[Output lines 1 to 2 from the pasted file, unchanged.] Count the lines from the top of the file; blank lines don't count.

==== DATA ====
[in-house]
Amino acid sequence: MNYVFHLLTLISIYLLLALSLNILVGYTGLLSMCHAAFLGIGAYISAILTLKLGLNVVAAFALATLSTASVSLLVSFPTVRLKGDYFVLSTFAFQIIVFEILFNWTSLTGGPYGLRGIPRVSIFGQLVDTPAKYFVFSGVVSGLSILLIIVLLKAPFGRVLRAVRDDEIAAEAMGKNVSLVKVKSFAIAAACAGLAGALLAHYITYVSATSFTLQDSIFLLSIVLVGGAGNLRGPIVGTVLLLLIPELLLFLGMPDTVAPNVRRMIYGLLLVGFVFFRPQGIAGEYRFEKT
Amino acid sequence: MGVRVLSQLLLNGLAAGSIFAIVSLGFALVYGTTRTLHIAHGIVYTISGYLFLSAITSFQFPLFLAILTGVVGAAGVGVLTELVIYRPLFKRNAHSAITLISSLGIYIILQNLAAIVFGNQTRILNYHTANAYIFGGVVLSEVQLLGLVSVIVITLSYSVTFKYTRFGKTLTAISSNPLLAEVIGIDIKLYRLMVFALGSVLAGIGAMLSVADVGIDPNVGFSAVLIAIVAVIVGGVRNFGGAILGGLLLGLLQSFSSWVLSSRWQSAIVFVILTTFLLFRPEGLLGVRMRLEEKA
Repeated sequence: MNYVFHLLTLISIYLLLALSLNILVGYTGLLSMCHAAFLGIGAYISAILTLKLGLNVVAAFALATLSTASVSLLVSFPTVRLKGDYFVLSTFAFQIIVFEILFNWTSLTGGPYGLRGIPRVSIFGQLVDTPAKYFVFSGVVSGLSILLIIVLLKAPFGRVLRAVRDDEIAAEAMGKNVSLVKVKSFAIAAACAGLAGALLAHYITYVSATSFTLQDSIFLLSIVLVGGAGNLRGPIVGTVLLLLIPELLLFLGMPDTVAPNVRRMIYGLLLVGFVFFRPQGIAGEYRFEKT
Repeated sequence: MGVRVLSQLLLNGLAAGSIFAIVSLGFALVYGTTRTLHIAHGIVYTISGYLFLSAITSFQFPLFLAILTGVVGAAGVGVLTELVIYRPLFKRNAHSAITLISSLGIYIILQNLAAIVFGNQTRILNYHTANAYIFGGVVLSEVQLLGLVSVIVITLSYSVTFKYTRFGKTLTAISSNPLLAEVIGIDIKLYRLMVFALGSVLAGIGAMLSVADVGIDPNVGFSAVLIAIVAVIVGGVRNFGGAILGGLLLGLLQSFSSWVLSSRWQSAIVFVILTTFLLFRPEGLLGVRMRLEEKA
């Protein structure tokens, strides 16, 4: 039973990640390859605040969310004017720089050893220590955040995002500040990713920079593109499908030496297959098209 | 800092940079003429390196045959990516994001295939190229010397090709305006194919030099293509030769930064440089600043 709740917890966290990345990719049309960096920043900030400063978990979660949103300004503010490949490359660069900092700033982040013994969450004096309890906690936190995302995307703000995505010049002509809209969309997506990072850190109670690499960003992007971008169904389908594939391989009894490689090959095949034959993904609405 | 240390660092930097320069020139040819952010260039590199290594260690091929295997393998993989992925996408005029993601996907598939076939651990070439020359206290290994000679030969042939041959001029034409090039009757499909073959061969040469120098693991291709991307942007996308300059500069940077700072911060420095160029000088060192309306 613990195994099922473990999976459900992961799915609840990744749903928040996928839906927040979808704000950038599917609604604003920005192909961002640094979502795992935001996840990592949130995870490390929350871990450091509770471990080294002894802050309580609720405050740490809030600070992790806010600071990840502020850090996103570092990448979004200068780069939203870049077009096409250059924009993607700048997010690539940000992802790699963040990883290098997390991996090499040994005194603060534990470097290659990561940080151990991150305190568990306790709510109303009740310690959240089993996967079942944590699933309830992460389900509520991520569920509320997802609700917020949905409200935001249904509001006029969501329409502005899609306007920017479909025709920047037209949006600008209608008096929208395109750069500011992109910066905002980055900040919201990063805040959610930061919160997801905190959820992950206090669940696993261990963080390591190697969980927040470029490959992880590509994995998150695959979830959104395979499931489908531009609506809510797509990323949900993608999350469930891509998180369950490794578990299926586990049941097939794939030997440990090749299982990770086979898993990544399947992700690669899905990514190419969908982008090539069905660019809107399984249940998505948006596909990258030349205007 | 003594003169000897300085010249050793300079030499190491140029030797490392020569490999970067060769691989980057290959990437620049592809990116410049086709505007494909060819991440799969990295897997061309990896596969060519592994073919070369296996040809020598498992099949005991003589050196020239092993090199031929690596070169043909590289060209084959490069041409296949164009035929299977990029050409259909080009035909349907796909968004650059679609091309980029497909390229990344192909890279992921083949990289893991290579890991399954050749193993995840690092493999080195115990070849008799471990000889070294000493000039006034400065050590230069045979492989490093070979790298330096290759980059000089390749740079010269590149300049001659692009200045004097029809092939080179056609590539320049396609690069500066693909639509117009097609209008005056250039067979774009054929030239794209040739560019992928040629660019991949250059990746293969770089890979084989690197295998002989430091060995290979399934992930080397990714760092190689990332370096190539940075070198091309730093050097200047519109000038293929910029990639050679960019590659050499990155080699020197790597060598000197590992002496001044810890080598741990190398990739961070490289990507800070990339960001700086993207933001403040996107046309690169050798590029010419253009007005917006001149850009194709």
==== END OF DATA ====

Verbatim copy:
[in-house]
Amino acid sequence: MNYVFHLLTLISIYLLLALSLNILVGYTGLLSMCHAAFLGIGAYISAILTLKLGLNVVAAFALATLSTASVSLLVSFPTVRLKGDYFVLSTFAFQIIVFEILFNWTSLTGGPYGLRGIPRVSIFGQLVDTPAKYFVFSGVVSGLSILLIIVLLKAPFGRVLRAVRDDEIAAEAMGKNVSLVKVKSFAIAAACAGLAGALLAHYITYVSATSFTLQDSIFLLSIVLVGGAGNLRGPIVGTVLLLLIPELLLFLGMPDTVAPNVRRMIYGLLLVGFVFFRPQGIAGEYRFEKT